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Entrepreneurial Evangelization

07/29/2011 Comments (8)

Where’s the “Silicon Valley” for Catholicism? Allow me to explain.

We Catholics give a ton of money to some really, really great charities who do amazing work. But most of it goes toward only one part of the “need chain” - the end product (or the bureaucracy to deliver it).

We buy a lot of food and clothes. We counsel a lot of people. Provide shelter and medical supplies. We provide for a lot of the temporal needs of the needy and the practical needs of being The Church.

But how much of that money is going toward doing all of that better? How much is not just going for more food, but to develop more efficient ways of growing and distributing food?

Lots goes toward medicine and bandaids (pun intended). How much goes toward innovative ways to provide those services in more efficient and effective ways?

We create a lot of spiritual material - books, magazines, websites and, now, apps and more. But who is investing in finding ways to market and distribute those in today’s culture in more effective ways?

The key word there is “investing.” It’s not a comfortable word for a lot of Catholics. Or, at least, it doesn’t seem like it. But perhaps it’s because they haven’t been given the opportunity to think of it that way.

Right now, many Catholics give out of obligation. They certainly rarely give because they are particularly impressed by the return on their investment. And that’s exactly what it is: an investment with a return.

Some people don’t like to think about charity as an investment. But that’s precisely why we’re not doing as well as we could be. It’s the same reason people don’t like the idea of running a ministry like a “business.”  Well what’s wrong with that? Running something like a business doesn’t necessarily mean it’s a greedy, for-profit organization that exploits people as just another commodity. It just means it’s a sustainable operation. Isn’t that what we should want?

And let’s be clear, charity can’t be based on what you get in return, either. But it is based on what others get in return. And that’s the “return on investment” we’re talking about here. If you can maximize that return (charity), then we will maximize the investment (charitable giving).

If we focused more on developing more such sustainable models for charitable operations, we’d be able to provide a lot more charity and do a lot more good in the world (as opposed to just plain annoying people with endless, dramatic appeals). And if we’d stop running our parishes like 2nd grade fundraisers, and instead inspired people to invest in something amazing and exciting and Holy, we could really do some big things.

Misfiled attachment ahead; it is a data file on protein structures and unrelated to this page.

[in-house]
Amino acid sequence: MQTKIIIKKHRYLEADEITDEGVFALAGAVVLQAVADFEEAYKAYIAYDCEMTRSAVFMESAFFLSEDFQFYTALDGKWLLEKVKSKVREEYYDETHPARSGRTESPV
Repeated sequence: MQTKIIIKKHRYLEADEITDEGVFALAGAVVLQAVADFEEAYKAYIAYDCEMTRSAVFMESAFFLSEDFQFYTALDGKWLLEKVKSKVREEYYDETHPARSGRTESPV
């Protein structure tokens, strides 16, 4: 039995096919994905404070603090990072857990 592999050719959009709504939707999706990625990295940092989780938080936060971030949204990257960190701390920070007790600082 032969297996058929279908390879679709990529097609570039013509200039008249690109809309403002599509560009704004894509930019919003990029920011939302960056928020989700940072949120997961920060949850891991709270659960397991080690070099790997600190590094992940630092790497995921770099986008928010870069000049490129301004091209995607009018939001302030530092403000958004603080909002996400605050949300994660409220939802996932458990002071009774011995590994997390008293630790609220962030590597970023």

All of that said, the point of the Church is not only to feed more mouths. It’s to feed more souls. And that’s where this gets really exciting.

Who’s investing in innovative ways to do that? Who wants to invest their money in new ways to evangelize? To find out what works right now in this climate and this culture? In new ways to re-energize the faithful? In new ways to bring back fallen away Catholics? In new ways to communicate as a Church? In new ways to “market” the Church. In new businesses that can help sustain all of that? In “startups” that pull all of the right people together and put the best and the brightest in the Church on solving the challenges of today?

I think there are lots and lots of Catholics (and many who have a lot of money) who would love to invest in things like that. The problem is that there’s no easy way to do that right now.

Yes, there are individuals who have done this successfully on their own. And there are increasingly more individual organizations doing great, innovative things in this regard. But we can do much, much better. We need to help them. We have the resources to do it. We just aren’t organized enough and aren’t thinking big enough - yet.

The most brilliant ideas occur when the right people come together to share and collaborate. And those brilliant ideas become reality when they meet the people with the resources to execute them. We don’t have a good mechanism for making any of that happen right now in the Church. We should. We need a Silicon Valley for Catholicism.

Filed under business, charity, investment, love, money, smarts, social justice, stewardship

About Matthew Warner

Matthew Warner
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Matthew Warner is a lover of God, his wife, his kids, his life, cookies, hot-buttered bread, snoozin' & awkward (as well as not awkward) silence. He is the founder and CEO of Flocknote, the creator of Tweet Catholic, a contributing author to The Church and New Media book, and writer/founder at The Radical Life. Matt has a B.S. in Electrical Engineering from Texas A&M and an M.B.A. in Entrepreneurship. He and his family hang their hats in Texas.